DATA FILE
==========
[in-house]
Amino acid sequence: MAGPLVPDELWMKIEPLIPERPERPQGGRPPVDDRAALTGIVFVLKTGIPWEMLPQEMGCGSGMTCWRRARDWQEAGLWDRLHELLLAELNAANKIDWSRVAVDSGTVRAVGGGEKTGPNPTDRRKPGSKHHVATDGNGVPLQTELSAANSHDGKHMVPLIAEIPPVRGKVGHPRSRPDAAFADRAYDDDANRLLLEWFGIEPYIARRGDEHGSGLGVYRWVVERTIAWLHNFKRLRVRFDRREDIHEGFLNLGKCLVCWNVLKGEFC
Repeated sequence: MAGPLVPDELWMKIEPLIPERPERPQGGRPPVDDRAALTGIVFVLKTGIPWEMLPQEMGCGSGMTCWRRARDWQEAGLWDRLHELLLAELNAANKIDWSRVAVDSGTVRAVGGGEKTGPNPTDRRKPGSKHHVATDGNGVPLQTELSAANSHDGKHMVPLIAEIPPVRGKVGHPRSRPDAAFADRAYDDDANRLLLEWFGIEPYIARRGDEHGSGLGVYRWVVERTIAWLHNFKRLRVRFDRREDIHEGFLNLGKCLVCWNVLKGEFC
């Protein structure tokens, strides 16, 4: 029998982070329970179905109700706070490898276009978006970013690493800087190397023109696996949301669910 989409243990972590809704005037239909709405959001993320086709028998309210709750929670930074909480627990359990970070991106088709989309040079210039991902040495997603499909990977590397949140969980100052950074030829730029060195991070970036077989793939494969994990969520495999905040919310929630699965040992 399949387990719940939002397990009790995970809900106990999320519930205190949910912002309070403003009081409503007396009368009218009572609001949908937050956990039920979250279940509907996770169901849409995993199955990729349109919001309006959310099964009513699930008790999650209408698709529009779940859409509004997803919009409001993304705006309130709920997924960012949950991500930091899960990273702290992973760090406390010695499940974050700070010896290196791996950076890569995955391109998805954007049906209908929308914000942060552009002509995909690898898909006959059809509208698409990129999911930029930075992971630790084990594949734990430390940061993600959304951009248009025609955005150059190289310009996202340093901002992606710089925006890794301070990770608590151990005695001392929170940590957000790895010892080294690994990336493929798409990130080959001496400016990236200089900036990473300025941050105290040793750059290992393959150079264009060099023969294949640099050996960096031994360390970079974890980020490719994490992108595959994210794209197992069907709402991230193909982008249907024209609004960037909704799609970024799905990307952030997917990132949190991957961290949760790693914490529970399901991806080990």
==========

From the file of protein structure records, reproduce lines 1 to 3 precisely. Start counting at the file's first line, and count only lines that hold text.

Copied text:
[in-house]
Amino acid sequence: MAGPLVPDELWMKIEPLIPERPERPQGGRPPVDDRAALTGIVFVLKTGIPWEMLPQEMGCGSGMTCWRRARDWQEAGLWDRLHELLLAELNAANKIDWSRVAVDSGTVRAVGGGEKTGPNPTDRRKPGSKHHVATDGNGVPLQTELSAANSHDGKHMVPLIAEIPPVRGKVGHPRSRPDAAFADRAYDDDANRLLLEWFGIEPYIARRGDEHGSGLGVYRWVVERTIAWLHNFKRLRVRFDRREDIHEGFLNLGKCLVCWNVLKGEFC
Repeated sequence: MAGPLVPDELWMKIEPLIPERPERPQGGRPPVDDRAALTGIVFVLKTGIPWEMLPQEMGCGSGMTCWRRARDWQEAGLWDRLHELLLAELNAANKIDWSRVAVDSGTVRAVGGGEKTGPNPTDRRKPGSKHHVATDGNGVPLQTELSAANSHDGKHMVPLIAEIPPVRGKVGHPRSRPDAAFADRAYDDDANRLLLEWFGIEPYIARRGDEHGSGLGVYRWVVERTIAWLHNFKRLRVRFDRREDIHEGFLNLGKCLVCWNVLKGEFC